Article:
"I decided to get up and walk down to the south side of the tower for a closer look, and heard the fledgling a few times on the way. There's not much space for viewing on the south side of the tower, and the angle is very steep. The ledges on this tower aren't very deep, but deep enough for a falcon to remain hidden from below. One of the adults was soaring over the top of the tower, and briefly perched on a southeast corner ledge near the top before taking off again.

"I had snapped 2 pics of the fledgling while he was flying over the walkway earlier, and it looked like he might've been carrying prey! The soaring adult was probably making sure he still had it. Afterward, I walked back up to the pier for easier viewing, but didn't see further action.

"Over the next couple of hours, I changed viewing spots a few times, but all was quiet. By 11:30 I decided to slowly make my way back to the car, but stopped at the benches on the corner of Hudson & Columbus to scan the north side of 101 Hudson. Found both adults perched on the 39th floor ledge, tucked next to parapets & staying in the shade (although it wasn't in the 90s, it was still quite hot in the sun). Since they were both there, I figured that during one of my walks to change location, the fledgling likely flew back north and was in the area somewhere (probably also seeking shade). There were 1 or 2 occasions when I thought I heard him, but didn't spot him."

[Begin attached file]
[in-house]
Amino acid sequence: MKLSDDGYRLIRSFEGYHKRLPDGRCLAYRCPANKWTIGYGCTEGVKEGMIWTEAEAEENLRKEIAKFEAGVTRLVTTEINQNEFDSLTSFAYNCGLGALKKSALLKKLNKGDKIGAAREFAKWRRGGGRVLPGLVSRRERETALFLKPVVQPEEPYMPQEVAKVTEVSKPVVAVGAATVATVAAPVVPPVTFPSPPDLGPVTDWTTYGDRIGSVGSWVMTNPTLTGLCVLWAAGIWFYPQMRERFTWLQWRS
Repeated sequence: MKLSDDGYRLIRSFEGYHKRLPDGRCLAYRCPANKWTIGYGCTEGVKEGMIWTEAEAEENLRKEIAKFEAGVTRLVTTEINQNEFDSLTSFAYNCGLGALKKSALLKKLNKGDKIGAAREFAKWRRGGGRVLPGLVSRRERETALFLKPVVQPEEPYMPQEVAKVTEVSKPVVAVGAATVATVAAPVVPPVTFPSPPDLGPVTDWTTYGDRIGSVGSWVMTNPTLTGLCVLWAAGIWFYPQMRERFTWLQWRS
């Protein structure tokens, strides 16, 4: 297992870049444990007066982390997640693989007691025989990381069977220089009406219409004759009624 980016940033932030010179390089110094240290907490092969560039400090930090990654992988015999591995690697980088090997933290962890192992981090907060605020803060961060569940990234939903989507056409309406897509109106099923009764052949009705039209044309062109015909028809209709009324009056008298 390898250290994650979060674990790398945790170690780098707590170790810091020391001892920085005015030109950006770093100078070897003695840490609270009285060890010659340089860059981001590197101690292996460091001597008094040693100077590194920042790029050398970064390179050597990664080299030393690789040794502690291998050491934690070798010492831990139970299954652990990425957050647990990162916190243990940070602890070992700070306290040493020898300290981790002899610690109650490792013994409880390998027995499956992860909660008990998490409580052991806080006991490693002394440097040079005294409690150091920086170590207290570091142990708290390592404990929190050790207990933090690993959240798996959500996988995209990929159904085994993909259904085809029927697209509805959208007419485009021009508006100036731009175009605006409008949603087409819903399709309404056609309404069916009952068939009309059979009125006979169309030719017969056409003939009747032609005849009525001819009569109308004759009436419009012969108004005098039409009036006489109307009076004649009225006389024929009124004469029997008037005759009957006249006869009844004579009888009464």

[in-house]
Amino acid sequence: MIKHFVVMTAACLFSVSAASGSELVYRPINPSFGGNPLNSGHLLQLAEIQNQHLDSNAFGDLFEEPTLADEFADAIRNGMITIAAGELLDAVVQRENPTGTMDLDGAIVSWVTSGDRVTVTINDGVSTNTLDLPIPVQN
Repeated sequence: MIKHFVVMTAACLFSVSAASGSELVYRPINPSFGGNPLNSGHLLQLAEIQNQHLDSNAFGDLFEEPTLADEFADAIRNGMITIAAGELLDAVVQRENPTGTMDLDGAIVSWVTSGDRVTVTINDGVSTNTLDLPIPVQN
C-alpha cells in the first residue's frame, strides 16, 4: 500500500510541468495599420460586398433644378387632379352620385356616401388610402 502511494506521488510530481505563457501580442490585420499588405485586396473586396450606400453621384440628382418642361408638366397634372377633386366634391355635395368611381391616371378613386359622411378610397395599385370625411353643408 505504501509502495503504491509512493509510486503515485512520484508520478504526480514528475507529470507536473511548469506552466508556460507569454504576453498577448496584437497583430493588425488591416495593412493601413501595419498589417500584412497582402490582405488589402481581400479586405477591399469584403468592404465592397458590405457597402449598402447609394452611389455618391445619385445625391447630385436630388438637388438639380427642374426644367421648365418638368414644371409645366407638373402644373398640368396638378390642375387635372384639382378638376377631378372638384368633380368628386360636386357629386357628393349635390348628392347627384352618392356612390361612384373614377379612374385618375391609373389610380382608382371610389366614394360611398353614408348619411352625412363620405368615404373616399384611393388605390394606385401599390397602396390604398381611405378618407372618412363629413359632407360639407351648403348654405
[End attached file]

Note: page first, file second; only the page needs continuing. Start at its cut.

Mike again is making his latest photos available, adding them to the end of last week's gallery on Flickr.

July 16, 2013 - Update From the Streets of Jersey City
Dedicated Volunteer Mike Girone was in JC again Sunday morning and provided this report: